From the survey mentioned in the previous posting comes three questions on economist’s favourite economists.
The first question:
Are there any economic thinkers who wrote prior to the twentieth century whom you regard with great respect, admiration, or reverence? If so, please list, up to three:The top three economists: (1) Adam Smith, (2) David Ricardo and (3) Alfred Marshall. Not great surprises there.
What may be more surprising is just how much Smith dominates everybody else. To get a numerical ranking the authors awarded Smith six points, Ricardo five points, and Marshall four points. On this ranking Smith got more than 1200 points (1265) with Ricardo getting least than half that (520) and Marshall just 329points.
The second question:
Are there any economic thinkers of the twentieth century and now deceased whom you regard with great respect, admiration, or reverence? If so, please list, up to three:The top three economists: (1) John Maynard Keynes, (2) Milton Friedman and (3) Paul Samuelson. Here, Keynes would get six points, Friedman five points, and Samuelson four points.
The points for the top three are: Keynes 726, Friedman 654 and Samuelson 460. So Keynes and Friedman are well ahead of Samuelson. Hayek came in fourth, but well back on only 219 points.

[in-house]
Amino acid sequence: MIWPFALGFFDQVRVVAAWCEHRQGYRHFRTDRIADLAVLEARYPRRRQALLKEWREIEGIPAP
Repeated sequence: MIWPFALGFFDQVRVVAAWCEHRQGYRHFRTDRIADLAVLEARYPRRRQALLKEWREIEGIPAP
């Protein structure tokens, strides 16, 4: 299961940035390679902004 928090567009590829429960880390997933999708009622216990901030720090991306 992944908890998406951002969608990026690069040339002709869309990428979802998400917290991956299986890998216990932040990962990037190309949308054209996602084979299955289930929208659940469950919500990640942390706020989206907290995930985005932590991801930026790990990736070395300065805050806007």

I’m not sure I would rank Samuelson that high. I would go for Hayek above him and I really don’t see how J. K. Galbraith got to 6th on the list!!
The third and last question:
Are there any economic thinkers alive today over the age of 60/under the age of 60 whom you regard with great respect, admiration, or reverence? If so, please list, up to three:The top three in each group: Economist over the age of 60: (1) Gary Becker, (2) Kenneth Arrow and (3) Robert Solow. Economist under the age of 60: (1) Paul Krugman, (2) Greg Mankiw and (3) Daron Acemoglu.
The Becker/Arrow/Solow grouping makes some sense, although for me I would put Coase at number 1 for this group. He came in 4th. Tullock got to 19th. John Nash is 13th on the list and he's not even an economist. What about Bengt Holmström, Oliver Williamson or Oliver Hart? None of then even make it to the list.
As to the Krugman/Mankiw/Acemoglu group. This I really don’t get. Ok may be Acemoglu makes sense but Krugman and Mankiw at (1) and (2)? Not for me. What about Jean Tirole, Andrei Shleifer or Kevin M. Murphy?